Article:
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The impact of the Art Therapy Large Group, an educational tool in the training of art therapists, on post-qualification professional practice.

Abstract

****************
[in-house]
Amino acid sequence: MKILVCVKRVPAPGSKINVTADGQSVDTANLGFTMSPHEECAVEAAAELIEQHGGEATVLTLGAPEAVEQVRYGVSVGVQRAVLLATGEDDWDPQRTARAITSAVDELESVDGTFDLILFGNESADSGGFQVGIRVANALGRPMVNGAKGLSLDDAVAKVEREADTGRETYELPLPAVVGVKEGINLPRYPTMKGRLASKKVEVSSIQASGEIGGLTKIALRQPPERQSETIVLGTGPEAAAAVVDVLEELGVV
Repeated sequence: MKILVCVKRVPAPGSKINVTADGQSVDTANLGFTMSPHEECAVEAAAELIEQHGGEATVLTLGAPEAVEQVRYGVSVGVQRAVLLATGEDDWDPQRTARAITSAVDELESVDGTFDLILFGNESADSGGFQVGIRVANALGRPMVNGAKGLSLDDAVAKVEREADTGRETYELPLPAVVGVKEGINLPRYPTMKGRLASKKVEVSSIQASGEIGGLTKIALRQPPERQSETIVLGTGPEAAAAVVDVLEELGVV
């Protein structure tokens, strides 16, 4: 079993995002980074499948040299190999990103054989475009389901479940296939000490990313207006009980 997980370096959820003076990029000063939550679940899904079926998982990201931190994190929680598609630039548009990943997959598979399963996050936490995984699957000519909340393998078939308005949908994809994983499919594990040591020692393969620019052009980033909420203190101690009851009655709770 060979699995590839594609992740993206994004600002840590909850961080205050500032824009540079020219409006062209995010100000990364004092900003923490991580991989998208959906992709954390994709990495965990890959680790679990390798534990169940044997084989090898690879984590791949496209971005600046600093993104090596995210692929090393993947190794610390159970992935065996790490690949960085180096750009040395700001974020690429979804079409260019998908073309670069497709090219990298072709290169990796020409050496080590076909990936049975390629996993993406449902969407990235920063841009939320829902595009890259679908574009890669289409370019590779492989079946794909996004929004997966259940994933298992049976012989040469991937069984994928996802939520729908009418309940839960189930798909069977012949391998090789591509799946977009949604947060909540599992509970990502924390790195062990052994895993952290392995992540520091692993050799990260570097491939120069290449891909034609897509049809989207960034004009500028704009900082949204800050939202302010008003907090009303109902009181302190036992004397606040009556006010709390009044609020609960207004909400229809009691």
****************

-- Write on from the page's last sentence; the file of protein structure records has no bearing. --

This article reports the findings of a Likert scale survey that was sent to past graduates of the MA Art Psychotherapy, Goldsmiths, University of London asking them about the relevance of their experience in the Art Therapy Large Group (ATLG) to their subsequent employment as art therapists or work in another capacity. The ATLG comprises all the students and staff in a psychodynamically based experiential group that meets six times during the year. Survey questions were drawn from previously devised theory and related to learning relevant to the workplace and the development of professional identity. Though there was a low response rate (20%), there were some significant findings, namely that graduates found the ATLG to be helpful in their work, whether this was art therapy or non-art therapy work, and that those who had studied part-time were much more positive about the applicability of their learning in the group to their work than those who had studied full-time. The findings suggest that the ATLG has a particular role in meeting key performance indicators in professional regulation and teaching and in quality assurance and employability policies in higher education. Finally, the potential for the use of the ATLG beyond the university in the public, private and voluntary sectors is suggested

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